To Watch Pile After Dark Podcast Transcript Episode 5

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The To Watch Pile After Dark Podcast Episode 5

Good evening, horror lovers, this is Justin McNamara and is like to welcome you to my 5th episode of The To Watch Pile After Dark, where I’ll be looking at my 47th favourite horror movie of all time.

They say that New York Pizzas are the best in the world, and what better way to celebrate the Italian influence in New York then with this film…

(Trailer)

The New York Ripper, known in Italian, and you’ll have to excuse my horrendous attempt at the language, as Lo squartatore di New York tells of grizzled New York policed officer Lieutenant Fred Williams (Jack Hedley) who is in the midst of investigating two murders, one involving the hand of a prostitute found in a park and the other of the murder of a cyclist on a ferry. These murders have two things in common: the victims were beautiful women and witnesses claim the murderer sounded like a duck.

Williams talks to the pathologist, Barry Jones (Giodarno Falzoni) and discovers that there was a murder with similar circumstances the previous month, which leads him to one conclusion: there is a serial killer in New York!

At a press conference he announces his idea but is warned by the police commissioner (Lucio Fulci) that to avoid a city-wide panic, he should avoid further press announcements. He is told that whilst he was at the press conference, a man with ‘a voice like a duck’ had called him.

The man with a voice like a duck continues his campaign of murder, but also terrorises Williams with a series of phone calls and even murders his frequently visited prostitute, Kitty (Daniela Doria) meanwhile, we, the viewers, are subjected to several red herrings and examples of just how sleazy 80s New York was,..

The New York Ripper was directed by Italian horror legend Lucio Fulci, who, after several zombie films, decided to take on a human killer in a tribute to Alfred Hitchcock. Whilst it’s probably not very Hitchcock, it does make an attempt at a New York styled hard-boiled detective story… even emulating the sexism of those pulp stories, though THIS story might seem excessively anti-women, in actual fact, Dardano Sarchetti, co-writer of this film, claimed that all the violence towards women in the tale came from Fulci, himself.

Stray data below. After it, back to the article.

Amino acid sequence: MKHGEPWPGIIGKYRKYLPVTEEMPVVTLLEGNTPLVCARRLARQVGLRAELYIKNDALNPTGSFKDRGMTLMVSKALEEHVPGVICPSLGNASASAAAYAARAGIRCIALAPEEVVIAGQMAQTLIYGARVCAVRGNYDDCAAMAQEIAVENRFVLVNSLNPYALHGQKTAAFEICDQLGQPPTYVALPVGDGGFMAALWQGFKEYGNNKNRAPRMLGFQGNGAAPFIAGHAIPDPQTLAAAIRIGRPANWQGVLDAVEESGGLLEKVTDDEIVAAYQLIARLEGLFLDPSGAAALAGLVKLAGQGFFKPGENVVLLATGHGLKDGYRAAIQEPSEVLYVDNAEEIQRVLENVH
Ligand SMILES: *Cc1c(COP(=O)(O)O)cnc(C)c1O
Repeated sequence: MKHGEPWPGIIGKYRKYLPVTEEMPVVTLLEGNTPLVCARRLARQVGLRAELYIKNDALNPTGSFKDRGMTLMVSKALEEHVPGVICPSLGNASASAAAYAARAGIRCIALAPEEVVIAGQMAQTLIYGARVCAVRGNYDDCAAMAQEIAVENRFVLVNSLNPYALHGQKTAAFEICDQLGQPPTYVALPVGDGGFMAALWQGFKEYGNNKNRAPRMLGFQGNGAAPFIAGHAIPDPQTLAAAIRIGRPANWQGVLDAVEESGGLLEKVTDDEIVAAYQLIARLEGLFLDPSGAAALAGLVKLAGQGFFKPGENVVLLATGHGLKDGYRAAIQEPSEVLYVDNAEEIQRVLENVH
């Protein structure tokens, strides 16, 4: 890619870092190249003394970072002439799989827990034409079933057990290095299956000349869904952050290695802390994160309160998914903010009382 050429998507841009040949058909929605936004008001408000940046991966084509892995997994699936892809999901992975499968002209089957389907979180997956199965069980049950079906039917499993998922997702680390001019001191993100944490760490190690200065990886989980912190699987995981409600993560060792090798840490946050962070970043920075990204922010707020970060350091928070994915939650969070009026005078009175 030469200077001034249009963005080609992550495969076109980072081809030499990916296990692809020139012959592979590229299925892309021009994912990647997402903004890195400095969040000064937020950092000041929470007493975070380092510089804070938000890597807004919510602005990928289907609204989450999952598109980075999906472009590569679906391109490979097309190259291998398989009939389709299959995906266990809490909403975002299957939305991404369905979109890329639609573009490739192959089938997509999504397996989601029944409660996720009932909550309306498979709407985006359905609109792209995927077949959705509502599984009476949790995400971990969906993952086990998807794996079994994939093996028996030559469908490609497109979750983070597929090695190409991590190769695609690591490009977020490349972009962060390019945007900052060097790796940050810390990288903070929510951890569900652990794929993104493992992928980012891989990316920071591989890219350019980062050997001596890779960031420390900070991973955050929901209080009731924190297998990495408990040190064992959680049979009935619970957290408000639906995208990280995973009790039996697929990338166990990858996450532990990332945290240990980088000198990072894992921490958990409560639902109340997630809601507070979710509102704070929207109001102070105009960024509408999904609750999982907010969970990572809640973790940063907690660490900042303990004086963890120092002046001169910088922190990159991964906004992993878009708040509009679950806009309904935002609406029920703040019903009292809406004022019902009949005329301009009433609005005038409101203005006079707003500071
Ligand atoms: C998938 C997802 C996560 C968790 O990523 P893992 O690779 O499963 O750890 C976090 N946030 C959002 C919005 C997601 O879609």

Antonella Fulci, Lucia’s daughter, has claimed that this to be untrue, siting that the killer in this film doesn’t hate women, he hates beauty and his madness has led him to murder only those that are beautiful.

As I researched this film, using everything from Wikipedia to my many horror film related books, I discovered that a film that is so repeatedly described as ‘nasty’, ‘misogynistic’ and ‘excessively violent towards women’ wasn’t one of Britain’s so-called ‘Video Nasties’. Upon further investigation, legend says that it was rejected by the BBFC and director James Fermann demanded it be immediately exported back to the rights-holder in Italy so neither the distributor or the BBFC themselves could be charged with having banned material. Honestly I reckon that sounds like one of those stories that makes the film sound bad and that’s used to expand its notoriety so it becomes the sweetest of forbidden fruit.

As a teen I worked in a video shop on Sunday afternoons, and Fulci’s heavily edited films were always on the cards as a watch. Honestly I don’t think I watched much else other than Fulci zombie films and Dawn of the Dead, and because of this I became a Fulci-phile, but I didn’t get to see this film until I managed to get my hands on an Australian release DVD copy from Stomp in about 2005, and I loved the sleazy griminess if it immediately. I then bought the Shameless Screen Entertainment DVD and was pretty upset to find it was cut, but I then bought it again when they rereleased it in a less cut version, and then a third time from them on Bluray.

I appreciate it’s not for everyone and the first time I watched it I was stunned by how raw it is. It’s like a Giallo, which is probably my favourite type of film, but rubbed in the dirt. The story is well below average, and the concept of a killer who ‘sounds like a duck’… well, I’m sorry, but ducks don’t speak, and I guess it was too difficult to get permission to have the characters say ‘talks like Donald Duck’.

The litigation fingers of the House of Mouse are looooooooong.

Apparently Fulci once told his daughter that the reason he chose the voice of Donald Duck is that Mickey Mouse was too law-abiding.

So why is this film particularly in my top 50? It is a combination of a love for Fulci… even his worst films are better than a lot of so-called A movies, well, they are certainly far more interesting… a love of Giallo, no matter how bad and a love of American slashers, which I feel this lends itself a lot to.

Thank you for joining me for this episode of the To-Watch Pile After Dark. Please, subscribe and give me a five star rating, and also check out my movie review blog at www.towatchpile.com and listen my my other podcast, The Nerds of Oz.

Until next episode…

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